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IMF's Lagarde Calls for End to 'Conspiracy' Against Women

  • Reuters

FILE - International Monetary Fund (IMF) Managing Director Christine LaGarde makes a statement about sanctions leveled against Russia, during a news conference in Washington, April 30, 2014.

FILE - International Monetary Fund (IMF) Managing Director Christine LaGarde makes a statement about sanctions leveled against Russia, during a news conference in Washington, April 30, 2014.

Nations should remove laws that prevent women from working in order to increase the female labor supply and boost their economies, IMF Managing Director Christine Lagarde said on Monday.

"In too many countries, too many legal restrictions conspire against women to be economically active," Lagarde wrote in a blog. "In a world in search of growth, women will help find it, if they face a level playing field instead of an insidious conspiracy."

Lagarde, the first woman to head the International Monetary Fund, has renewed the global financial institution's push to strengthen the role of women in the world economy, arguing that doing so can raise growth prospects and improve development.

These arguments may be more persuasive amid a global growth slowdown and in countries with rapidly aging populations like Japan, where the female labor force participation rate lags the OECD average.

But the IMF has to tread a careful line on this issue to avoid explicitly critiquing the laws in its 188 member countries, including states like Mali and Yemen, which have been among the worst performers on indices of gender equality.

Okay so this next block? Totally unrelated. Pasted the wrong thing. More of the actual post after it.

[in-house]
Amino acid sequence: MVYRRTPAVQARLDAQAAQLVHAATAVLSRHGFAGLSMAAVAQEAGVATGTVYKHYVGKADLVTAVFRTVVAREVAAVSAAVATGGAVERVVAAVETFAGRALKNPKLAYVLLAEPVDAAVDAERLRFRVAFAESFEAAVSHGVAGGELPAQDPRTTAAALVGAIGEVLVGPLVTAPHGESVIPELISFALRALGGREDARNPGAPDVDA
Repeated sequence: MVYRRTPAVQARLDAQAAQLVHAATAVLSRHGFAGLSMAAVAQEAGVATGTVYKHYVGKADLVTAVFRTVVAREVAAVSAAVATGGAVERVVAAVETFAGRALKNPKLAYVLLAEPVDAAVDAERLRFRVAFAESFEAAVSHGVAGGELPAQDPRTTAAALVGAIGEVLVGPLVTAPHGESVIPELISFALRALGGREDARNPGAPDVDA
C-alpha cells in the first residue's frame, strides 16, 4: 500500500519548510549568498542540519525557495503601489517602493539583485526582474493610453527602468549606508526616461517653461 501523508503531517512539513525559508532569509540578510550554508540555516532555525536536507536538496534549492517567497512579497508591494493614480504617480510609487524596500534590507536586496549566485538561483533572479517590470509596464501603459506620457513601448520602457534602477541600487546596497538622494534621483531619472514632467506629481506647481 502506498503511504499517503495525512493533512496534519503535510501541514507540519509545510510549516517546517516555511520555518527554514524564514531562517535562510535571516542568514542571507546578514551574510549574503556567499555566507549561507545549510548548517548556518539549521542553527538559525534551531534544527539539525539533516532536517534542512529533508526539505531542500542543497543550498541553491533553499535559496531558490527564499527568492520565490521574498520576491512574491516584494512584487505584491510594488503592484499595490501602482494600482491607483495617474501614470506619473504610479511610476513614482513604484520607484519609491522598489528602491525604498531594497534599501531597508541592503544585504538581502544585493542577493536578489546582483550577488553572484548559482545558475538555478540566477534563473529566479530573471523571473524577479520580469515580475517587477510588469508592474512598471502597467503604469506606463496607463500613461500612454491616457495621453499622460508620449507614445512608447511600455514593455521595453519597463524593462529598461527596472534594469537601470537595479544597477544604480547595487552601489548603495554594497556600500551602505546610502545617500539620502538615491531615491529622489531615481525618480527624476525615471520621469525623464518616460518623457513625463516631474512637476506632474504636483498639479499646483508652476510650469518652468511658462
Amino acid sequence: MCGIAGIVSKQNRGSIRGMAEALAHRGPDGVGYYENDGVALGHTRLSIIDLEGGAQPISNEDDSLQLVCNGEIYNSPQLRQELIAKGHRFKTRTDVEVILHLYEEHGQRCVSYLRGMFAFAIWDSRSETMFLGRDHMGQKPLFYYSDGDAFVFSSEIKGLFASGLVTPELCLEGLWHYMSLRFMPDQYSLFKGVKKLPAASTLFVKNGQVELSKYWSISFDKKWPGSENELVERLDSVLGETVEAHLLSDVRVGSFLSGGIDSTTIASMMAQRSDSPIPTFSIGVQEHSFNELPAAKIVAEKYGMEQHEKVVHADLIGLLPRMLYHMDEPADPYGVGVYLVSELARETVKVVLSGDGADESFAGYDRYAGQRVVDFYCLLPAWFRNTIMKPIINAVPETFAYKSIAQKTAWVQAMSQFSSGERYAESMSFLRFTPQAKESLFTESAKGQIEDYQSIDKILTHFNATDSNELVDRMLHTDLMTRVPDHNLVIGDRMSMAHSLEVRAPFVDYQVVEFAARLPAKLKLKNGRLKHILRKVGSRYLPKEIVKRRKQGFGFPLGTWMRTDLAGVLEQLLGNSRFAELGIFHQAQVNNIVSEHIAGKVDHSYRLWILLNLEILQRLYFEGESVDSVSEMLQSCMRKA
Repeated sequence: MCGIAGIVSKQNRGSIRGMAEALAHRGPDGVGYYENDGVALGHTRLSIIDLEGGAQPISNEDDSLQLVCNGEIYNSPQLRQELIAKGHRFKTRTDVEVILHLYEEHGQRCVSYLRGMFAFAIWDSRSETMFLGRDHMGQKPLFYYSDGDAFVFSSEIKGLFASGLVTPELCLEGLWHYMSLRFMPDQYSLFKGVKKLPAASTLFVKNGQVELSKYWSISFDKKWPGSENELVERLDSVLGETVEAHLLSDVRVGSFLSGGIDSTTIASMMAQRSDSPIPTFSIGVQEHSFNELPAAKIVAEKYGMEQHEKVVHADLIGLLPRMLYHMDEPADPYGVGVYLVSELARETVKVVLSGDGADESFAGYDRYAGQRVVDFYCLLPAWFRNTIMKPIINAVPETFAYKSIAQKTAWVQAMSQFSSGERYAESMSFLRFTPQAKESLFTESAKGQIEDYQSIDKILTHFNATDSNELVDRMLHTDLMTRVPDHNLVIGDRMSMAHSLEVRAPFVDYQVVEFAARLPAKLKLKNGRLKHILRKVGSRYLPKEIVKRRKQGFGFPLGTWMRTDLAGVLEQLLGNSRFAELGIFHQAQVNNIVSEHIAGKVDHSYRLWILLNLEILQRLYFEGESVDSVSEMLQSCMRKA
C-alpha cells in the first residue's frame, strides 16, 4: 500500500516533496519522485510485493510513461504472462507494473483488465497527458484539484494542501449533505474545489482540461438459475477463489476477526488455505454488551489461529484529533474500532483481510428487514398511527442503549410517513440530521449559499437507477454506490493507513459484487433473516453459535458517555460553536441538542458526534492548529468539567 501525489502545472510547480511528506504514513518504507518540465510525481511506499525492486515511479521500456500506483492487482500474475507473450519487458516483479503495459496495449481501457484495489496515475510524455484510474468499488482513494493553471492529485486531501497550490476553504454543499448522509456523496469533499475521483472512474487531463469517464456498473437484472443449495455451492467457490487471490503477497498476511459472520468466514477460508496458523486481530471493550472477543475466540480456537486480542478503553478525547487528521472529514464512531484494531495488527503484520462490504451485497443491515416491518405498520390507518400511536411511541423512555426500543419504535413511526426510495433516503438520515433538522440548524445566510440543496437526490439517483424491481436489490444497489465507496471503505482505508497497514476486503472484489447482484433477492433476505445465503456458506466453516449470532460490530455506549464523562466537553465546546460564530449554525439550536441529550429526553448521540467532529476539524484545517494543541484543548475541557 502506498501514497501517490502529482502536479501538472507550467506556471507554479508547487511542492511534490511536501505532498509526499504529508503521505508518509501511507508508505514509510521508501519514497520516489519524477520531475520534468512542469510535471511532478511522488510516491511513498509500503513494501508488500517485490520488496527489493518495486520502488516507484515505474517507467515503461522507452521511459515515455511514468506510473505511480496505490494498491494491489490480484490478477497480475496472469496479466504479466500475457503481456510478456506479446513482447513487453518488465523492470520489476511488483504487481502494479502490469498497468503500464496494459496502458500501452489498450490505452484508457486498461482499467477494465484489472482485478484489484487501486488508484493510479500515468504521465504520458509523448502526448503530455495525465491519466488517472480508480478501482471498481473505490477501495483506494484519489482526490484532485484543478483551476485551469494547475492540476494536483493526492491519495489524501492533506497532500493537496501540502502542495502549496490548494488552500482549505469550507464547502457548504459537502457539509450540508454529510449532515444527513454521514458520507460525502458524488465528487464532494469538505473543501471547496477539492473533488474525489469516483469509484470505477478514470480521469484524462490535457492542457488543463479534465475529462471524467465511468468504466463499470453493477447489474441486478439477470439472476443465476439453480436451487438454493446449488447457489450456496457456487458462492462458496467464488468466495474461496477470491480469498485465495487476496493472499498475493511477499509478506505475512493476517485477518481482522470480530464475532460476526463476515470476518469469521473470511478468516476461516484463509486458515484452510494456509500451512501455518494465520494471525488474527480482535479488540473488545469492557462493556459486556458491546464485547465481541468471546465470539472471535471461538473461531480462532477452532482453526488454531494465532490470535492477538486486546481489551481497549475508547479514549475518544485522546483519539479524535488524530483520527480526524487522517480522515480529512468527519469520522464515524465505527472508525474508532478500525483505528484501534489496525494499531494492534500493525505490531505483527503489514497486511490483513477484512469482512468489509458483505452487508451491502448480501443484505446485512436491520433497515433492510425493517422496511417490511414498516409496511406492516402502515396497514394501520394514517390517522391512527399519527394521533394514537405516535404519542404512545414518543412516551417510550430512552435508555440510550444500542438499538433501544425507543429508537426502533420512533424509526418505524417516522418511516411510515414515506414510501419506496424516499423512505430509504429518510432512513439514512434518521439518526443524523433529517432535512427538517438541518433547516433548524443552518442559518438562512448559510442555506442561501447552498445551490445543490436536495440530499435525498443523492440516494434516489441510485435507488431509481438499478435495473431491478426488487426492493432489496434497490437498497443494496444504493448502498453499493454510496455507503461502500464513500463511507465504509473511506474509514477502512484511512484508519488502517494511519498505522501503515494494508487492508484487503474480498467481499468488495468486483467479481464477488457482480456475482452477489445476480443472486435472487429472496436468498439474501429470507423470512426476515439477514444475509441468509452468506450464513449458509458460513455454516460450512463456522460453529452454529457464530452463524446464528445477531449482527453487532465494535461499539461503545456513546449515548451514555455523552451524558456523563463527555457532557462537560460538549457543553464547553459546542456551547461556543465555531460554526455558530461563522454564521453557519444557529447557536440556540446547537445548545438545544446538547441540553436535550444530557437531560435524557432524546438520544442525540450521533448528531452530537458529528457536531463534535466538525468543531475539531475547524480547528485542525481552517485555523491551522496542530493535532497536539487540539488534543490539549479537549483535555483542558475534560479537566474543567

The IMF has sought to couch its arguments in economic terms, saying in a previous study that having as many women in the labor force as men could boost economic growth by 5 percent in the United States, 9 percent in Japan and 34 percent in Egypt.

In an IMF study released on Monday, Fund staff found that despite progress on gender equity, almost 90 percent of countries still have at least one legal restriction based on gender, and 28 countries have 10 or more such laws.

These include limits on women's property rights and laws that allow husbands to prevent their wives from working or prohibit women from entering certain professions.

The study finds that amending laws biased against women has been linked to women's increased participation in the work force - although it admits changes in the law may simply be a reflection of changes in social attitudes.

"In recommending equal opportunities ...this study does not intend to render a judgment of countries' broadly accepted cultural and religious norms," the IMF analysts added.

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